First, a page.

Scottish National Dictionary (1700–)
SPREATH, n. Also spraith, spreeth, spreith(e), sprith, erron. sprooth; spraich, spraigh, spreach, spreagh, spreich, sprach-, sprech-. [spreθ, ne.Sc. spriθ; spre]
1. Cattle, specif. a herd of cattle stolen and driven off in a raid, esp. by Highlanders from the Lowlands. Liter. or hist. Phr. to drive a spreath, to steal a herd of cattle.
Arg. 1710 Arg. Justiciary Rec. (Stair Soc.) II. 251:
Their respective proportions of the forsaid spraith and spoyll. Sc. 1817 Scott Rob Roy xxvi.:
They take pride in it, and reckon driving a spreagh (whilk is, in plain Scotch, stealing a herd of nowte) a gallant, manly action. Mry. 1821 New Monthly Mag. I. 142:
Pursuing a hostile clan, to recover a spraith of cattle taken from Badenoch. Sc. 1874 A. Hislop Bk. Sc. Anecdote 273:
Taking “spreaths” or herds of cattle from their hereditary enemies. Abd. 1877 W. Alexander Rural Life 63:
The unceremonious Celts were wont to come down in force upon the Lowlands, and carry off “spreaths” of cattle and other goods. Sc. 1893 Stevenson Catriona xi.:
A man kens little till he's driven a spreagh of neat cattle (say) ten miles through a throng lowland country . Sc. 1928 J. Buchan Montrose 220:
Cumbered no doubt with spreaghs of cattle, the army passed to the north end of Loch Awe.
Deriv. spreacherie, spreagh-, spraigh-, spreich-, spraichrie, sprechery, sprachry, (1) cattle-raiding; (2) booty, plunder, loot; odds and ends furtively acquired (Sc. 1825 Jam.); pickings, perquisites, advantages to be got on the sly; (3) trash, junk.
(1) Sc. 1817 Scott Rob Roy xxvi.:
They lay by quiet eneugh, saving some spreagherie on the Lowlands. (2) Sc. 1785 Scots Mag. (Oct.) 504:
For whan there's sprachry gaun about it, Ilk hungry b- - -h maun hae a tout o't. Sc. 1814 Scott Waverley xli.:
It is unspeakable the quantity of useless sprechery which they have collected on their march. Sc. 1821 Scott Pirate vii.:
He has comed between me and as mickle spreacherie as wad hae made a man of me for the rest of my life. (3) Fif. 1825 Jam. s.v. Maighrie:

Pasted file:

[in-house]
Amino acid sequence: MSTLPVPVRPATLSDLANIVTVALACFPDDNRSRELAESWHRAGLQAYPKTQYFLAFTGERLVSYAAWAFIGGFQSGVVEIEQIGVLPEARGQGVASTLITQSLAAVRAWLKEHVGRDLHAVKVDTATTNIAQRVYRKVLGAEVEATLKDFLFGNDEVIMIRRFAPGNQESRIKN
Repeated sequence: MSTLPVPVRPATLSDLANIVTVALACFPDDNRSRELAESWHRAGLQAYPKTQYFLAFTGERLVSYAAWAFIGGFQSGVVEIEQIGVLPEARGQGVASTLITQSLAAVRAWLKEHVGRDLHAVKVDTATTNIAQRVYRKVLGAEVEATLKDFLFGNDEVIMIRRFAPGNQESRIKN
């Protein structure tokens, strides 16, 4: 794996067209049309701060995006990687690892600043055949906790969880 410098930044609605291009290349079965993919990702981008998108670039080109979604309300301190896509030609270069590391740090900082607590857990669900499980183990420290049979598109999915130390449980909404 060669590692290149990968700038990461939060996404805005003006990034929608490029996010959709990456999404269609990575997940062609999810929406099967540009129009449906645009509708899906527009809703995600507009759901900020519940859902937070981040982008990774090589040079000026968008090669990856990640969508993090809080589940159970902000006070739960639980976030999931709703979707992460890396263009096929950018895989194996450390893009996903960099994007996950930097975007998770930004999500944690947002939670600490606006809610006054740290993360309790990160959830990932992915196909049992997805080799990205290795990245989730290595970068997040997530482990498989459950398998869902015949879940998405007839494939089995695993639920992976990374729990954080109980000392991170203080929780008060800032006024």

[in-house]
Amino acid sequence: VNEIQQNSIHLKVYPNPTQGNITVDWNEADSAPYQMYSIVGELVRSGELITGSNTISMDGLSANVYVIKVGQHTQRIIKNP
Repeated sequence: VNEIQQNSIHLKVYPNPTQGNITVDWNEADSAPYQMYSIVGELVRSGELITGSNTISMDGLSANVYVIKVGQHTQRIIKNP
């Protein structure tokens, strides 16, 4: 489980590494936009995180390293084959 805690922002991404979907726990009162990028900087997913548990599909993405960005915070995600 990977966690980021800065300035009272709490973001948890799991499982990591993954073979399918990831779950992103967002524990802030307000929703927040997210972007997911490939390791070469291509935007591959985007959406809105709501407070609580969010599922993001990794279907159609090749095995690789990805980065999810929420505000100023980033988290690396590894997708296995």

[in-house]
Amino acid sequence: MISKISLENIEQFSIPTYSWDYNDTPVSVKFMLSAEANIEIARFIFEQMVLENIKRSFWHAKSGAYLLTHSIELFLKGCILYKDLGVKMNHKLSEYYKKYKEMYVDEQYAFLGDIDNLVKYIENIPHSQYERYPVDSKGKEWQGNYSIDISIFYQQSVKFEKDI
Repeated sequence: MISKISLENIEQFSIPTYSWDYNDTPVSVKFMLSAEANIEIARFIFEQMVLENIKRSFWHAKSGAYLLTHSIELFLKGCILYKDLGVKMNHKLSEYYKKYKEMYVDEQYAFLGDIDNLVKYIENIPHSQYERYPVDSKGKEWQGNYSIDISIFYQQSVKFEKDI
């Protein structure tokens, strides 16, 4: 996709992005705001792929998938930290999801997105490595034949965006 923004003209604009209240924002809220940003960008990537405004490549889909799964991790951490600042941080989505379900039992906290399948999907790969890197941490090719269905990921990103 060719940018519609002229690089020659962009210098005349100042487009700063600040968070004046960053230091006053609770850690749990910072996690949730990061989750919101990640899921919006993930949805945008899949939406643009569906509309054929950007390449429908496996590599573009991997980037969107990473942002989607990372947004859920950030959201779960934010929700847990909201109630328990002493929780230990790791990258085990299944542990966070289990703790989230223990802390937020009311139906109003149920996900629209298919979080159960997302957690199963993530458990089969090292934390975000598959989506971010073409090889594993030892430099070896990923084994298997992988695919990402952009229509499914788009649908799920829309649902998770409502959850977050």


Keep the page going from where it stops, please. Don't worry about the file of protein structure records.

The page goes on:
He had a gude deal of spraichrie; the latter being used to signify what is of less value, a collection of trifling articles. Edb. 1828 D. M. Moir Mansie Wauch vi.:
Second-hand bargains of sprachery, amongst the old-furniture warehousemen of the Cowgate.
2. A foray to steal cattle, a cattle-raid. Hist.
Sc. 1771 T. Pennant Tour 1769 176:
The Highlanders at that time esteemed the open theft of cattle, or the making of a spreith (as they called it) by no means dishonorable. Sc. 1809 Scott Letters (Cent. Ed.) II. 235:
An old follower of Rob Roy who had been at many a spreagh. Inv. 1879 Trans. Inv. Scientific Soc. I. 270:
The last Captain, who made a “spreath” into Lochaber for arrears of rent left.
3. Booty, plunder in gen., prey (Sc. 1710 T. Ruddiman Gl. to Douglas Aeneis). Also fig. a source of profit.
Kcd. 1889 Stonehaven Jnl. (14 March) 3:
That ship was thocht tae be a great spreach tae the brave salvage crew. Per. 1899 J. A. R. Macdonald Blairgowrie 12:
We gaze upon the spreath unshorn In Autumn garb of tree and corn.
4. Driftwood, wreckage from ships, flotsam and jetsam (Abd. (sprith), Kcd. (spreeth, spreich) 1911; Abd., Ags. 1971).
5. A great many, a crowd, collection, large number (Ags. 1808 Jam., spraich; Bnff. 1866 Gregor D. Bnff. 179, spraith; Abd. 1913, spreith).
Sc. 1746 Lyon in Mourning (S.H.S.) II. 218:
To stope our great deliverer's breath And leave us sick a sighing spreath Of whigs to groan. Ags. 1853 W. Blair Aberbrothock 91:
Fat a queer taed he was, an' a great curren little sprooth at's tail aye. Ags. 1891 Brechin Advert. (6 Jan.):
By-and-by they got a spreath O' lads an' lovesome lasses. Bch. 1929:
Gey spreeth o' fowk at the mart the day noo that hairst's owre.
You may wish to vary the format shown below depending on the citation style used.
"Spreath n.". Dictionary of the Scots Language. 2004. Scottish Language Dictionaries Ltd. Accessed 17 Apr 2021 <https://www.dsl.ac.uk/entry/snd/spreath>
Try an Advanced Search